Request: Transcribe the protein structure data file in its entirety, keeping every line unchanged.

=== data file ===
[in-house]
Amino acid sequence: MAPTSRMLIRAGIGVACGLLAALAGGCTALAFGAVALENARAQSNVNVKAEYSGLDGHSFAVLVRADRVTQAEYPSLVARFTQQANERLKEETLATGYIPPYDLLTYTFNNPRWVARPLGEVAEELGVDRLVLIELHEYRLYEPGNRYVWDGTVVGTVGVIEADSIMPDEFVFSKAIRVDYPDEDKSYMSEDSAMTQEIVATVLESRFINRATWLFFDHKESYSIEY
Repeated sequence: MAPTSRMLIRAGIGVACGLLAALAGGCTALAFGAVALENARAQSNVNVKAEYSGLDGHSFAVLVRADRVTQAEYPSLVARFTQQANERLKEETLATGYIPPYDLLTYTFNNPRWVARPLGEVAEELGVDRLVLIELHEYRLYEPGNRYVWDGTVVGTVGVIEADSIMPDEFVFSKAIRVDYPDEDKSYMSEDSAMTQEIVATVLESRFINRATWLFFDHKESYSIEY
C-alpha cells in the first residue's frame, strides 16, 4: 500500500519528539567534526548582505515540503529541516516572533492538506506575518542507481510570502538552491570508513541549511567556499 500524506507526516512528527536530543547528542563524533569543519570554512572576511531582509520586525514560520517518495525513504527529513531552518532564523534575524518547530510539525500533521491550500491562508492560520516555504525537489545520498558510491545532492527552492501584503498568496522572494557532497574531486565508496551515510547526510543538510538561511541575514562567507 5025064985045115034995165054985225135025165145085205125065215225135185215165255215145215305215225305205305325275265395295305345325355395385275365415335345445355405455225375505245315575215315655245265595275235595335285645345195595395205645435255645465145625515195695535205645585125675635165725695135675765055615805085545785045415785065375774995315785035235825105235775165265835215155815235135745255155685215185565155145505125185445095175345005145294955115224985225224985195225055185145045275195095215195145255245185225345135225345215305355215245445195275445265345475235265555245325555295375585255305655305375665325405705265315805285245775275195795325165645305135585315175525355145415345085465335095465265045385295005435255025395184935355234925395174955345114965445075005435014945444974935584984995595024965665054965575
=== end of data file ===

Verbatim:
[in-house]
Amino acid sequence: MAPTSRMLIRAGIGVACGLLAALAGGCTALAFGAVALENARAQSNVNVKAEYSGLDGHSFAVLVRADRVTQAEYPSLVARFTQQANERLKEETLATGYIPPYDLLTYTFNNPRWVARPLGEVAEELGVDRLVLIELHEYRLYEPGNRYVWDGTVVGTVGVIEADSIMPDEFVFSKAIRVDYPDEDKSYMSEDSAMTQEIVATVLESRFINRATWLFFDHKESYSIEY
Repeated sequence: MAPTSRMLIRAGIGVACGLLAALAGGCTALAFGAVALENARAQSNVNVKAEYSGLDGHSFAVLVRADRVTQAEYPSLVARFTQQANERLKEETLATGYIPPYDLLTYTFNNPRWVARPLGEVAEELGVDRLVLIELHEYRLYEPGNRYVWDGTVVGTVGVIEADSIMPDEFVFSKAIRVDYPDEDKSYMSEDSAMTQEIVATVLESRFINRATWLFFDHKESYSIEY
C-alpha cells in the first residue's frame, strides 16, 4: 500500500519528539567534526548582505515540503529541516516572533492538506506575518542507481510570502538552491570508513541549511567556499 500524506507526516512528527536530543547528542563524533569543519570554512572576511531582509520586525514560520517518495525513504527529513531552518532564523534575524518547530510539525500533521491550500491562508492560520516555504525537489545520498558510491545532492527552492501584503498568496522572494557532497574531486565508496551515510547526510543538510538561511541575514562567507 5025064985045115034995165054985225135025165145085205125065215225135185215165255215145215305215225305205305325275265395295305345325355395385275365415335345445355405455225375505245315575215315655245265595275235595335285645345195595395205645435255645465145625515195695535205645585125675635165725695135675765055615805085545785045415785065375774995315785035235825105235775165265835215155815235135745255155685215185565155145505125185445095175345005145294955115224985225224985195225055185145045275195095215195145255245185225345135225345215305355215245445195275445265345475235265555245325555295375585255305655305375665325405705265315805285245775275195795325165645305135585315175525355145415345085465335095465265045385295005435255025395184935355234925395174955345114965445075005435014945444974935584984995595024965665054965575